Managing Confrontation With an Off-Leash Dog

If the off-leash dog is still in attack mode, it’s time to break out the serious tools. Air horns, compressed air cans, rape alarms and mini umbrellas can be carried in a backpack or treat pouch for emergency situations. A loud noise will startle an approaching dog, and opening an umbrella in front of him may scare him away — and can create a barrier to shield you and your dog. If all else fails, citronella spray can be used to deter an aggressive dog from attacking. This should be a last resort, though, and you should keep in mind that sprays don’t always work and are more likely to be effective when used before an altercation occurs. After deploying the spray, move away as fast as you can.

How to Break Up a Dogfight — Safely

If a fight starts and your dog is being attacked, do not reach in between the dogs to separate them. Instead, try to find someone else to help you. Each of you should grab a dog’s back legs, wheelbarrow-like, and lift up. The instant the dogs let go of each other, move the dog you are holding away from the other dog. If you are unable to find help quickly, wheelbarrow the back legs of the more aggressive dog and pull him away from the fight.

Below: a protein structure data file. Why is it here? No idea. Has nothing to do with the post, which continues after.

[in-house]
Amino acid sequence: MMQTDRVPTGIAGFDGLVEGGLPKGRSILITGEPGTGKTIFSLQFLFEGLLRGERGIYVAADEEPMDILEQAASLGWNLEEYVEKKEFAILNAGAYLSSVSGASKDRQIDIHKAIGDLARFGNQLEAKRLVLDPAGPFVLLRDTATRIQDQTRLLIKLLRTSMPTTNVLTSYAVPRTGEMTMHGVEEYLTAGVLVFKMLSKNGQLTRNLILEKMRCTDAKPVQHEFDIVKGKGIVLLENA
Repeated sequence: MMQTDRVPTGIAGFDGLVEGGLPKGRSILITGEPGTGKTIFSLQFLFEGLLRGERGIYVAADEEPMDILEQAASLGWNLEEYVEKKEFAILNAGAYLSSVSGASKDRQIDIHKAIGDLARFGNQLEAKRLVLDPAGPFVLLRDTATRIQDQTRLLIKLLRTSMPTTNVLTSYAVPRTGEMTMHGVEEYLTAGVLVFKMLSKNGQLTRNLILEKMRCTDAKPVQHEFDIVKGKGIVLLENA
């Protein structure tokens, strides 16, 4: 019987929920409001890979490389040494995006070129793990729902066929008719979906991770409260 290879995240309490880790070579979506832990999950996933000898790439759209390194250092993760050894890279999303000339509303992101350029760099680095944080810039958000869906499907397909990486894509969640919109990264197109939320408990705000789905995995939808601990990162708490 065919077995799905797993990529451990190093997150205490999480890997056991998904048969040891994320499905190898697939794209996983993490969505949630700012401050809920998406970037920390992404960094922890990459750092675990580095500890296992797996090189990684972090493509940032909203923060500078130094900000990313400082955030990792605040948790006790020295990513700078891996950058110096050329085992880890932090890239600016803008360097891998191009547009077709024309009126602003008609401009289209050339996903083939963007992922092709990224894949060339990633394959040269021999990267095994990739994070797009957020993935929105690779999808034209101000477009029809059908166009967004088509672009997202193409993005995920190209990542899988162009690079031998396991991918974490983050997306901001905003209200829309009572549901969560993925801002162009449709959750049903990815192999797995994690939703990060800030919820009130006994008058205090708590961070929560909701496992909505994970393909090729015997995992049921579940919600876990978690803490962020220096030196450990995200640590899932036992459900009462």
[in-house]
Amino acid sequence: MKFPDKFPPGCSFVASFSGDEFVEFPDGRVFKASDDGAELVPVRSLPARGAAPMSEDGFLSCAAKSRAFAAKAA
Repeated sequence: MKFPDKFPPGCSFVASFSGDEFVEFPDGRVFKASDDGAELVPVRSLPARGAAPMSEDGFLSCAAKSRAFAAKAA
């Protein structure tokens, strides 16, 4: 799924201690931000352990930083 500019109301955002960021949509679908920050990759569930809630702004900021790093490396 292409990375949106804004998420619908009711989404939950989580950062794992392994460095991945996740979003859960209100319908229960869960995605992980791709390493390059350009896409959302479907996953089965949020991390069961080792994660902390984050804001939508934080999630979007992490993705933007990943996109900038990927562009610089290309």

If all else fails, noise deterrents or sprays may be used as a last resort to break up the fight. And be aware: Many of the most commonly repeated strategies for breaking up a dogfight — like putting a finger up a dog’s anus or yelling to distract the dogs — often escalate the situation rather than calm the dogs down. Do not rely on these strategies.

After any altercation with an off-leash dog, immediately call the authorities to report the incident. Leash laws are in place for good reason and should be followed — by all pet owners. And it's a good idea to have your dog checked by a veterinarian, too. Bite wounds can be hard to find under fur, so even if you aren't sure whether your dog has been injured, it's better to be safe than sorry.

Does your dog tend to be the antagonistic one during canine interactions? Read "Living With Occasionally Aggressive Dogs."


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